Looking at my friends’ faces before the last band took the stage, I saw the same melancholy expressed that I felt. Earth’s sombre tones provided a fitting soundtrack to the Post-Temples Blues that would grip us for days to come. The weekend’s final performance had an emotional impact on me that cannot be put into words, rendering any attempt to review Earth’s set moot. For no particular reason, I had never properly delved into Earth’s discography, but this closing performance alone ensures I will finally discover the band’s output.
To draw a line under this beast of a review, I can’t stress enough that Temples Fest is in a league of its own in only its second-ever instalment. Minor flaws throughout the weekend (cancellations, changes in set times) were dealt with promptly, and I can only imagine how much hard work went into the organisation of it all.
There is no doubt I will return in 2016, and I will once more value the music as much as the friendships.
Tamar Elderton (Photographer notes)
ANTA blew me away. I was so impressed by their performance I went straight to the merch and bought both their albums.
OHHMS were also really impressive. It’s always great to see musicians throw themselves into their performance and the singer and bassist both definitely did that.
Wow, shooting Sunn O))) was an experience to say the least! Standing that close to that noise, I’m surprised I didn’t receive any permanent damage. Everything was vibrating so much; parts of the floor were massaging my feet when I was standing on them, my vision was blurring presumably because my eyeballs were vibrating, even with earplugs it was painful at times! People’s drinks on the floor, barrier steps, and even the bar at the back, were spinning and moving around the surfaces they were on. Apparently they broke the PA system which is unsurprising, but it could be a miracle that the building didn’t collapse! The sound could be heard from the train station a good 5-10 minute walk away from the venue. Don’t get me started on the smoke.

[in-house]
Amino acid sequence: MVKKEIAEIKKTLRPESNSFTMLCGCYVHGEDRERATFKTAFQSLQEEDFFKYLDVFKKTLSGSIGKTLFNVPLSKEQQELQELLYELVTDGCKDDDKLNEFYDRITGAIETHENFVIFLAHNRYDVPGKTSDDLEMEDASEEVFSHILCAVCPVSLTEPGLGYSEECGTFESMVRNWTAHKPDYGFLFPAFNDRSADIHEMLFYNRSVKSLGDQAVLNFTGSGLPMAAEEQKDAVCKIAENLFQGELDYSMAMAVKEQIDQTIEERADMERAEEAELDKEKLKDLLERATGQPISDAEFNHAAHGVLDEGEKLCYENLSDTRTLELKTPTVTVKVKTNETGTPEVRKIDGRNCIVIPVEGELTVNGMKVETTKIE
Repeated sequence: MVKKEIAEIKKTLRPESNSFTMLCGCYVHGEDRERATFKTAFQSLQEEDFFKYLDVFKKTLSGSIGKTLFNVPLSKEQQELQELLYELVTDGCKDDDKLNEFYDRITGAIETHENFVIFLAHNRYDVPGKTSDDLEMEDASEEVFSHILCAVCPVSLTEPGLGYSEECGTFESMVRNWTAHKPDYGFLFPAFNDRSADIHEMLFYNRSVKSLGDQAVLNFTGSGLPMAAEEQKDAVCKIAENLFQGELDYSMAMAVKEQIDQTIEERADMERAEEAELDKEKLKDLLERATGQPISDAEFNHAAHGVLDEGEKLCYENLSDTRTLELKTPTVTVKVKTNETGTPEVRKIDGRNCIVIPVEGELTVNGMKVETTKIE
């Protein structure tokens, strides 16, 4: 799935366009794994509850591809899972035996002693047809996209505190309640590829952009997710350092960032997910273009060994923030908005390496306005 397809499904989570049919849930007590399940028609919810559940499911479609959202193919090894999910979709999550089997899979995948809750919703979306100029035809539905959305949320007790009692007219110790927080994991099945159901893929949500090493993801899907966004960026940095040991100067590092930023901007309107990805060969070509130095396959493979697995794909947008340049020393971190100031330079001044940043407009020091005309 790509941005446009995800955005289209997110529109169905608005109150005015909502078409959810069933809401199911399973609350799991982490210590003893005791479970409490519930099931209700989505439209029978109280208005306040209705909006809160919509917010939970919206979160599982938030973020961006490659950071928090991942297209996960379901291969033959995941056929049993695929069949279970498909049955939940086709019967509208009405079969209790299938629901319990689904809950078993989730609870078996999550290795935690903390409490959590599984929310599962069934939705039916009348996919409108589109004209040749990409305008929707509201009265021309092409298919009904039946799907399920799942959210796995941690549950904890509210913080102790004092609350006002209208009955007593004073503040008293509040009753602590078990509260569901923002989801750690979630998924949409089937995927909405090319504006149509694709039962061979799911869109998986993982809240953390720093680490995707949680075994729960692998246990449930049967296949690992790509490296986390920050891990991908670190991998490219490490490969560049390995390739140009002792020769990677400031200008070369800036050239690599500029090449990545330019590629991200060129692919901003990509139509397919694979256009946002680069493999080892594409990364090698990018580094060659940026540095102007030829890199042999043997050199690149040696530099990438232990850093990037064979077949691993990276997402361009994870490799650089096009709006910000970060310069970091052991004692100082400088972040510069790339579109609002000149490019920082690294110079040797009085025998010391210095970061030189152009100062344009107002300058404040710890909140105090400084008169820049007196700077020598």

Some highlights of Temples Festival were to get to see pretty big bands in rather small settings. Triptykon headlining stage 2 were one, and it was brilliant to get to see them in such an intimate setting instead of an open air stage or larger indoor venue. The PA couldn’t quite fully deliver the clout of their super heavy music but it was still a fantastic set.
Between The Buried And Me:
Another stage 2 headline set that I really enjoyed in the smaller than usual setting. Between The Buried And Me’s set was shorter than expected, but boy was it sweet. They blend heavy with intricate, and screams with melodies so well. An excellent performance however some big hitters were left out of the setlist.
Celeste were very hard to photograph because of all the smoke, however with the red lights they were wearing it made for a great effect, which would’ve worked better if there was no natural light coming into the venue. It created a mood however, and set the tone for a great performance.
Always awesome when a band break out a second bass guitar during their set!